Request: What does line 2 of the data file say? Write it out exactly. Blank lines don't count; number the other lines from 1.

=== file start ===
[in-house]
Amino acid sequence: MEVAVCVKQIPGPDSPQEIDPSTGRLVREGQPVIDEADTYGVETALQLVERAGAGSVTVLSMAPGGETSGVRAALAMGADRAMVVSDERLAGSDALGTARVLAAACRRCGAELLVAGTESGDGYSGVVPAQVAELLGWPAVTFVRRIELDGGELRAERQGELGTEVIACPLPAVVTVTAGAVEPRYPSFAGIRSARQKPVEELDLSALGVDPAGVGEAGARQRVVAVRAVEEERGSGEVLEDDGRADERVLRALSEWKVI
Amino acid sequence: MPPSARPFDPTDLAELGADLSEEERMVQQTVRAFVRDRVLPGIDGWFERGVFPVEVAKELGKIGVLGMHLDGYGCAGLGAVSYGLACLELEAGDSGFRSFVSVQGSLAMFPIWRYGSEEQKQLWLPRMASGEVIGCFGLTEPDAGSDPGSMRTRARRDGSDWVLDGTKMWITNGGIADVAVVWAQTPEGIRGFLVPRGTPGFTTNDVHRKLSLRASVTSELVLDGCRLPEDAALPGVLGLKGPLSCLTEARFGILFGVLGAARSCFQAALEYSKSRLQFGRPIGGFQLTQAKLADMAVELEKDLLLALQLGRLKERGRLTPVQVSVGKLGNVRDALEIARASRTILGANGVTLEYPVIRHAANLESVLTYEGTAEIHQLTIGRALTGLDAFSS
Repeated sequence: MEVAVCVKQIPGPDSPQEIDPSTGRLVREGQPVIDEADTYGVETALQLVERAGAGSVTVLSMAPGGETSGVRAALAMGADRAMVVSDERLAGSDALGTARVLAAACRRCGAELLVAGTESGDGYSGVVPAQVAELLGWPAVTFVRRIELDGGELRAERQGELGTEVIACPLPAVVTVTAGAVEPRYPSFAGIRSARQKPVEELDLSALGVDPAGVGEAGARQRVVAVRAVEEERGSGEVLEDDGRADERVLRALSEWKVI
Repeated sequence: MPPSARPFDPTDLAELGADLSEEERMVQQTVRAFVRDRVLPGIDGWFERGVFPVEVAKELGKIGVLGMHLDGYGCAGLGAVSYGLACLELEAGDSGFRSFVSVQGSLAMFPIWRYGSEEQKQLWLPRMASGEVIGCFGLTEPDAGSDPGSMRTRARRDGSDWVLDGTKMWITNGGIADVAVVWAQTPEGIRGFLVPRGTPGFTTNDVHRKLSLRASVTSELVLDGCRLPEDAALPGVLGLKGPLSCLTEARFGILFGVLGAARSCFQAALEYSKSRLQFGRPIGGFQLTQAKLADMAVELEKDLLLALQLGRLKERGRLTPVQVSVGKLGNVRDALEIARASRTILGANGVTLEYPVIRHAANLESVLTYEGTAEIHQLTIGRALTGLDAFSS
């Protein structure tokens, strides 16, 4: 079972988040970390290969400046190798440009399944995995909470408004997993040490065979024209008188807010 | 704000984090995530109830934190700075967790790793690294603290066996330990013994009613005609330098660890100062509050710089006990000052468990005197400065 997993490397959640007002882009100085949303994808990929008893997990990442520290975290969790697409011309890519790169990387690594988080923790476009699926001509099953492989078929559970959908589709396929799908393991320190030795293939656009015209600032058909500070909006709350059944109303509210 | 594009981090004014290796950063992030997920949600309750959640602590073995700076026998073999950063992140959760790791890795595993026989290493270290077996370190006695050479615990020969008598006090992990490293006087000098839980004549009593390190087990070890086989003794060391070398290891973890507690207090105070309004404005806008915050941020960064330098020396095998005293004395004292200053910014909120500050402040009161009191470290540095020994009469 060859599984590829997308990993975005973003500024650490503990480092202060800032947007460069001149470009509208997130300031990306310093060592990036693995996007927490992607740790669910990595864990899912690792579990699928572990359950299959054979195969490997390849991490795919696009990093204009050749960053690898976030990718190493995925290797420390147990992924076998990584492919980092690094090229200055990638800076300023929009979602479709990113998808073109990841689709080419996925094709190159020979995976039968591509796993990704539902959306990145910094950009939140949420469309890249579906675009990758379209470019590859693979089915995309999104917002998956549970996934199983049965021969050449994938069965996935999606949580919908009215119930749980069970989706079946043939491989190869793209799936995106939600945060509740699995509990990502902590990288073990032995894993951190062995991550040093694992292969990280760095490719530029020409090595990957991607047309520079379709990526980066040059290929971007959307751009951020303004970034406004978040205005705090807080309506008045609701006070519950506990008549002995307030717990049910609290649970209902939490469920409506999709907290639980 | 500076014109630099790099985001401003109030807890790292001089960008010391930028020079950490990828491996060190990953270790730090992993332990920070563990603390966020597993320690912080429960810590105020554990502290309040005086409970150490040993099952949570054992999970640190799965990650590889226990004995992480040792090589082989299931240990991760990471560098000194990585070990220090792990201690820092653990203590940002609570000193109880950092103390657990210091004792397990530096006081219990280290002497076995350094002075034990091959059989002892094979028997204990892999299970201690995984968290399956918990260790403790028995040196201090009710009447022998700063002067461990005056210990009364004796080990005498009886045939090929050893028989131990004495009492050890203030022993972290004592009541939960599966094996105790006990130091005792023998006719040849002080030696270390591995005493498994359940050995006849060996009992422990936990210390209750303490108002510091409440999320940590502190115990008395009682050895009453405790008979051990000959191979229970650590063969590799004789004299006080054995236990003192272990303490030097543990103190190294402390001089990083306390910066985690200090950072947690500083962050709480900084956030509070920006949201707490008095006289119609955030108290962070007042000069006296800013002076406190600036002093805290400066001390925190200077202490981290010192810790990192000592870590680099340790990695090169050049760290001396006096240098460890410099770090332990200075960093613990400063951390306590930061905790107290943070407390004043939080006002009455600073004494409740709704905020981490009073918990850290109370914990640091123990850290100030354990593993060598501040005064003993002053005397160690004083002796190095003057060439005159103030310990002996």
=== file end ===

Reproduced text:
Amino acid sequence: MEVAVCVKQIPGPDSPQEIDPSTGRLVREGQPVIDEADTYGVETALQLVERAGAGSVTVLSMAPGGETSGVRAALAMGADRAMVVSDERLAGSDALGTARVLAAACRRCGAELLVAGTESGDGYSGVVPAQVAELLGWPAVTFVRRIELDGGELRAERQGELGTEVIACPLPAVVTVTAGAVEPRYPSFAGIRSARQKPVEELDLSALGVDPAGVGEAGARQRVVAVRAVEEERGSGEVLEDDGRADERVLRALSEWKVI